Are you the King? 

And Jesus simply looks back at us, infinitely tender, and says: “You say that I am a king. For this I was born, and for this I came into the world: to testify to the truth.” 

 Because the truth is that Jesus’ power, Jesus’ kingdom, is still not the type we expect it to be. And he comes into our midst, still, not to rule like other kings. Not to control. Not to gather power and wealth at the expense of others, and not to tell us to do so in his name. Jesus comes to testify to a truth that is deeper and more powerful than kingship, even if it is less obvious. A truth that God has been trying to convey from the very beginning, although we continue to ignore it, time and again. 

A truth that rises up, growing like a seed sown in a field A truth that rises up like yeast in bread. A truth that rises up like a spring of living water. A truth that rises up and refuses to be killed or silenced, even in our most desolate, hungry moments: the truth that love persists through death. The truth that mercy persists through brokenness. That there is, indeed, enough for everyone, if we will let it be so. That we are, indeed enough. That we belong to this earth and to one another. That we are known and seen by God in our weakness, in our hunger, and we are forgiven. 

The truth that we have to stop being afraid, stop hiding from God and one another, and step out towards each other with hope and gratitude and say, yes, here I am. And yes, I believe in your goodness, Lord. And yes, I believe that it is love—not fear, not the power of kings—that is the strongest force in the universe. And so I will take a chance on this Kingdom, I  will reach out my hands to the world, to my neighbor, to give and to receive, to bless and to be blessed, to join in the feast, to gather round the table where there are always enough seats, always enough to satisfy even the hungriest of hearts.

Because that’s the thing to remember about Christ as a king, as a ruler. What did he actually rule over? In his earthly life, Jesus never led an army into a battlefield, nor did he oversee a court of law, nor did he celebrate a Temple rite. 

Instead, he presided over…a meal. Many meals, in fact, culminating in the Eucharistic banquet in which we still take part. A meal to nourish the world. A meal in which his own life, his own love is the substance. He is the Lord of the feast, the King of the abundant table, and more than anything we are his grateful guests, called to celebrate with him, called to invite others to take their place alongside us.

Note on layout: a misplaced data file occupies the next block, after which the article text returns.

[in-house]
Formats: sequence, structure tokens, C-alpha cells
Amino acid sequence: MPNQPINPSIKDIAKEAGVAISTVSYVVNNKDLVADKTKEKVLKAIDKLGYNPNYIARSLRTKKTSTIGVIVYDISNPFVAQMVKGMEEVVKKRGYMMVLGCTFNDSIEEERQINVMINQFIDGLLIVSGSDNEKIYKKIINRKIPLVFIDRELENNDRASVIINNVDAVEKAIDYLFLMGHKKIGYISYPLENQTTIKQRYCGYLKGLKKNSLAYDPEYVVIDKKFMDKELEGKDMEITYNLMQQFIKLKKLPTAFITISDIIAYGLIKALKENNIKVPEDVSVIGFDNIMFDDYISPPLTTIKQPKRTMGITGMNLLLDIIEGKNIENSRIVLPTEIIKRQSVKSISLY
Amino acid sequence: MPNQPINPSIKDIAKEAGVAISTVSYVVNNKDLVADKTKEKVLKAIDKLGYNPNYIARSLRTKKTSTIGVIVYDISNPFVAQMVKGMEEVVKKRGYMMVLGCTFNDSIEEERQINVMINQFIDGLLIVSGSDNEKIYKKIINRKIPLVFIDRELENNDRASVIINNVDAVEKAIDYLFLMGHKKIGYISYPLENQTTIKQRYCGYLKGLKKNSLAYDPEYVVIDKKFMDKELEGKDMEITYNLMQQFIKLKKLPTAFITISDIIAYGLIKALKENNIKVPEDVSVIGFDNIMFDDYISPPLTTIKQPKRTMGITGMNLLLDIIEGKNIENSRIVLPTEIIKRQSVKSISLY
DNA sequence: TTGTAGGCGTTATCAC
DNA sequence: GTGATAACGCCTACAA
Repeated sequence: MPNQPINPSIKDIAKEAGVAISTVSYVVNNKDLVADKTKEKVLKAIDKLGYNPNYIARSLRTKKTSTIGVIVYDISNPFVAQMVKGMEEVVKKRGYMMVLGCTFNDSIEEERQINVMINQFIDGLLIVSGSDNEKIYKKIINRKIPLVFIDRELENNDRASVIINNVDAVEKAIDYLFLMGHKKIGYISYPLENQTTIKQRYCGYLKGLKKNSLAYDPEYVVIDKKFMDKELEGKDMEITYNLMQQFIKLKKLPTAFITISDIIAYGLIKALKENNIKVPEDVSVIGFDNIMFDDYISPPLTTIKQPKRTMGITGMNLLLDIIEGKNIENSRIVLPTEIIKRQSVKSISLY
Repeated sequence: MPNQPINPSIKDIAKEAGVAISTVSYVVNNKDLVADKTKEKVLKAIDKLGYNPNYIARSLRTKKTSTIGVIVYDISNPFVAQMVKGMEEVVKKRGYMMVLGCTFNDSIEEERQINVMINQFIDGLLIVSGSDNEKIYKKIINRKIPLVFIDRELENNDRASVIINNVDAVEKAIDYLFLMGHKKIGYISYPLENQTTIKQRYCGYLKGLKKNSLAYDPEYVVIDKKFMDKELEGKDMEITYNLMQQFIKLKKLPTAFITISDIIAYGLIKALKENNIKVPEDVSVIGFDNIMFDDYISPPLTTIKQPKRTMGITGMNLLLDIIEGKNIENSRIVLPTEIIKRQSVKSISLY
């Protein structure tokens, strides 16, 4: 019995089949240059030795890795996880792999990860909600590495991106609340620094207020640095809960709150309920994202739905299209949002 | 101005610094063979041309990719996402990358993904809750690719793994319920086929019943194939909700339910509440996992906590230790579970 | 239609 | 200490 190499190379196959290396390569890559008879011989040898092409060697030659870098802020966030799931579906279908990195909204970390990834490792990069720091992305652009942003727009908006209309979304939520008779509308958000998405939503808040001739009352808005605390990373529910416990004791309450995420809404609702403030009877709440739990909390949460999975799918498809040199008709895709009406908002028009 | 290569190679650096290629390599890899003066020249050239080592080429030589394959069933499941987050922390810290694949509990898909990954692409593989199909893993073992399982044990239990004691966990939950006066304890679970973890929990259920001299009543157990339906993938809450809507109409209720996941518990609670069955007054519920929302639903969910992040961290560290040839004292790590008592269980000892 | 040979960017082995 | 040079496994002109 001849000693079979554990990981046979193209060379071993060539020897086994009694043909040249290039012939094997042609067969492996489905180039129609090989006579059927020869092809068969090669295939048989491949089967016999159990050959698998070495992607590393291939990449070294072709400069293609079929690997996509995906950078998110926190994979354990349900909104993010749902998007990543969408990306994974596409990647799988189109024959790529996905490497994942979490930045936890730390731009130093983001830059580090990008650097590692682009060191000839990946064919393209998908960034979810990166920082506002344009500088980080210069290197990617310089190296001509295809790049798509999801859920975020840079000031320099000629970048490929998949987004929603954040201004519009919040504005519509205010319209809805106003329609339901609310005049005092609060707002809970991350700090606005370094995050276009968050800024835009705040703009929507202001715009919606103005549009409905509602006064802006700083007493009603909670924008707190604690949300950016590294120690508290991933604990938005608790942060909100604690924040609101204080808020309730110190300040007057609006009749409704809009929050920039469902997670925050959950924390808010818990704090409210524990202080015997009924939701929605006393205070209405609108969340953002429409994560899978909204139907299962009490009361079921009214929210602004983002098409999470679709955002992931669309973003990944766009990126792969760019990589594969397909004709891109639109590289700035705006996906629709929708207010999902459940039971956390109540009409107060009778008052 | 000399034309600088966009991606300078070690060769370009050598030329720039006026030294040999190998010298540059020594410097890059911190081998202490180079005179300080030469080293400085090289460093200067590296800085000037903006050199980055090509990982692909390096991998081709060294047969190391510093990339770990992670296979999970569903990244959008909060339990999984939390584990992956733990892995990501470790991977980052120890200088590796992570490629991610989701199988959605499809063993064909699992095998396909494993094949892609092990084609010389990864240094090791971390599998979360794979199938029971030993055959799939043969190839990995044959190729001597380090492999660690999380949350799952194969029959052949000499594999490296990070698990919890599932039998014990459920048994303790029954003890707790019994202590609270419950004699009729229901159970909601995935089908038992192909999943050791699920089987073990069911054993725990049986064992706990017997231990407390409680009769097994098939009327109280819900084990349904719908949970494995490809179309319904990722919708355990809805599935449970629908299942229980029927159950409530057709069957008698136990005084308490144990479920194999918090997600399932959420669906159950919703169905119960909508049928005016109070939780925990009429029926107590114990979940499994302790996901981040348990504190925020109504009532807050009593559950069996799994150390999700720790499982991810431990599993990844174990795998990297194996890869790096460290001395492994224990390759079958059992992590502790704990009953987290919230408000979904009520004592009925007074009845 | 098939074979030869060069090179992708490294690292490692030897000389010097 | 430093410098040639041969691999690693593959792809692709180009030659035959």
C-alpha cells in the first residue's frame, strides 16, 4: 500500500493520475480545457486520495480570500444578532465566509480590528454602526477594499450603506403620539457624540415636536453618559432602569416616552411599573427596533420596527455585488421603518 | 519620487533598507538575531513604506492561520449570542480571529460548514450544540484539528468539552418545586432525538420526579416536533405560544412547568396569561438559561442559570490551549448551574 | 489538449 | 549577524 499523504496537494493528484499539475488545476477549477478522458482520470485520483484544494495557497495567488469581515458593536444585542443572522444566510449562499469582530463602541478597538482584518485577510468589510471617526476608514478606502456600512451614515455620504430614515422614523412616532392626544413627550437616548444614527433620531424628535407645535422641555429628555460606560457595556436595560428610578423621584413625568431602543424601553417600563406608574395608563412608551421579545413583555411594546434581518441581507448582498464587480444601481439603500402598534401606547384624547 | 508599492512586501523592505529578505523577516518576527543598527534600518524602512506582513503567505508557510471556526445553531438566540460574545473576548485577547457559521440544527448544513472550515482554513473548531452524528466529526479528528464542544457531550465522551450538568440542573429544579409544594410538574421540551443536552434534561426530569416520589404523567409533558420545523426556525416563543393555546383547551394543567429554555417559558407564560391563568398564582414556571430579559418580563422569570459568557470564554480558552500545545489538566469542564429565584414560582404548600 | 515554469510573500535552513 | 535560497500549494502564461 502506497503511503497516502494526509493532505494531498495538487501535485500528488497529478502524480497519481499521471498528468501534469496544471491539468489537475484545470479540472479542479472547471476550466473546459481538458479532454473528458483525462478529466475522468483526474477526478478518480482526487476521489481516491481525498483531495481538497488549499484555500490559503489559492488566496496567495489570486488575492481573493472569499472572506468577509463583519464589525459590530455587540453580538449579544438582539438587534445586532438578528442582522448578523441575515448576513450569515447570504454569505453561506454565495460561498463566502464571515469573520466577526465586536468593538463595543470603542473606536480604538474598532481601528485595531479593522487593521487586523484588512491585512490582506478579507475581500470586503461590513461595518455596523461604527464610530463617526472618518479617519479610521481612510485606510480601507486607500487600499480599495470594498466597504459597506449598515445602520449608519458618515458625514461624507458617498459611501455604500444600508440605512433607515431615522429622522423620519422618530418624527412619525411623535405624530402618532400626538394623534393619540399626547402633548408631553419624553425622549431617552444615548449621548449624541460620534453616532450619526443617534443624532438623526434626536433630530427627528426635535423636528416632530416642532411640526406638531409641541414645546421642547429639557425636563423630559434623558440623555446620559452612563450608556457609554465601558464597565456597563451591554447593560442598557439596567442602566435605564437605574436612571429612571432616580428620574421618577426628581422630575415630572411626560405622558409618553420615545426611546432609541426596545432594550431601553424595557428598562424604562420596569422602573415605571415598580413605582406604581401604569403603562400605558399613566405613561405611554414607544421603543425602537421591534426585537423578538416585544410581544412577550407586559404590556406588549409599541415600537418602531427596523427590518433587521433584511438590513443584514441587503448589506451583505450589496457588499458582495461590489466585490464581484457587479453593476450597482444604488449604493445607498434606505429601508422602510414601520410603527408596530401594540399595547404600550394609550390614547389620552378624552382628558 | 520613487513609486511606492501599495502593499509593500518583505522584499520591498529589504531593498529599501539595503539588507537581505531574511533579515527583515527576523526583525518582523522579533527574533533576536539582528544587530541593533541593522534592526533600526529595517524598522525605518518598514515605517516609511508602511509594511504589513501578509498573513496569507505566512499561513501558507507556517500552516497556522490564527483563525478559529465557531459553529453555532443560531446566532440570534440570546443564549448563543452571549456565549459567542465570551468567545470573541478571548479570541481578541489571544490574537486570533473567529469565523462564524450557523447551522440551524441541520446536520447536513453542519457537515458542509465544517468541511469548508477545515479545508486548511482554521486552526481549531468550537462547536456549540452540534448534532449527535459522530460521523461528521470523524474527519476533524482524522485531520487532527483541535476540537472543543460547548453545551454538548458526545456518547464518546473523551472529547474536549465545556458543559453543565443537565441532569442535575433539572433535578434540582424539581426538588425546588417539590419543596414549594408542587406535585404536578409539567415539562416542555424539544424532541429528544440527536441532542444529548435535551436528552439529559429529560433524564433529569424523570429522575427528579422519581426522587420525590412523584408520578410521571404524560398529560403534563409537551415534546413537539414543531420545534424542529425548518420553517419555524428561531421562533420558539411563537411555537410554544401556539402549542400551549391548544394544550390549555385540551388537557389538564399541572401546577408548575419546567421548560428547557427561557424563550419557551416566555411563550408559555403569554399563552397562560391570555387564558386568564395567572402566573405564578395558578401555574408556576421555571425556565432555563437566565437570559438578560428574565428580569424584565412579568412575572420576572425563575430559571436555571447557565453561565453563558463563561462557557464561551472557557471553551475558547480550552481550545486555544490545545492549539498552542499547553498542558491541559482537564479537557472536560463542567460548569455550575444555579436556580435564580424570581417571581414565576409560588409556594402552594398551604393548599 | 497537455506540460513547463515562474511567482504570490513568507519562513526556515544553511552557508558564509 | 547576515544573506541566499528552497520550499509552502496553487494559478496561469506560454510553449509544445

That is the Kingdom of God, my friends. That is what will transform the world. That is what will transform us. Bigger hearts and bigger tables. More time spent breaking bread, listening to one another’s stories and creating a new story together. A story that tells of peace, of justice, of the deep joy that is the birthright of all people. A story that can yet be true. 

May we live like this, on Christ the King Sunday, on Thanksgiving Day, and on every other day, for the rest of our lives. And then, by God’s grace, may we one day, after a long and deep and restful sleep, wake up in the morning light of a new life, a new earth, warm and half-dreaming, to the smell of brewing coffee and baking pies, and may we know that we are home, that we are all home together at last, and that there will always be enough, and that we will alway be welcome, in that beautiful Kingdom, at that glorious table, forever.

Bones: A Sermon for All Hallows’ Eve

I preached this sermon on October 31, 2021 at Trinity Episcopal Church, Fort Wayne, IN. The lectionary text cited is Mark 12:28-34.

I confess that I am delighted how All Hallow’s Eve, Halloween, falls on a Sunday this year. A little later this morning we’ll gather together outside and celebrate this ancient festival with costumes and treats and a pumpkin hunt. 

I know Halloween itself has a rather fraught relationship with certain corners of Christian culture in our contemporary times, but we would do well to remember that All Hallow’s Eve, which simply marks the day before the Feast of All Saints (or All Hallows) is part of a Christian tradition that traces back to the earliest centuries of the church, when our forebears wanted feast days to honor the martyrs, the saints, and their own beloved dead. 

Furthermore, much of the imagery we associate with this holiday is itself quite old, much of it sprung from the religious art, the popular devotions and the folk practices of countless generations of Christians.

Take, for example, the skeleton. The grinning, dancing skeleton is a Halloween staple, and it is an image that comes to us directly from Medieval Europe, when that continent was overrun by the Bubonic Plague, a deadly pandemic that reduced the population by at least a third, and imposed inescapable daily reminders of the imminence of death and the fleeting nature of our mortal concerns.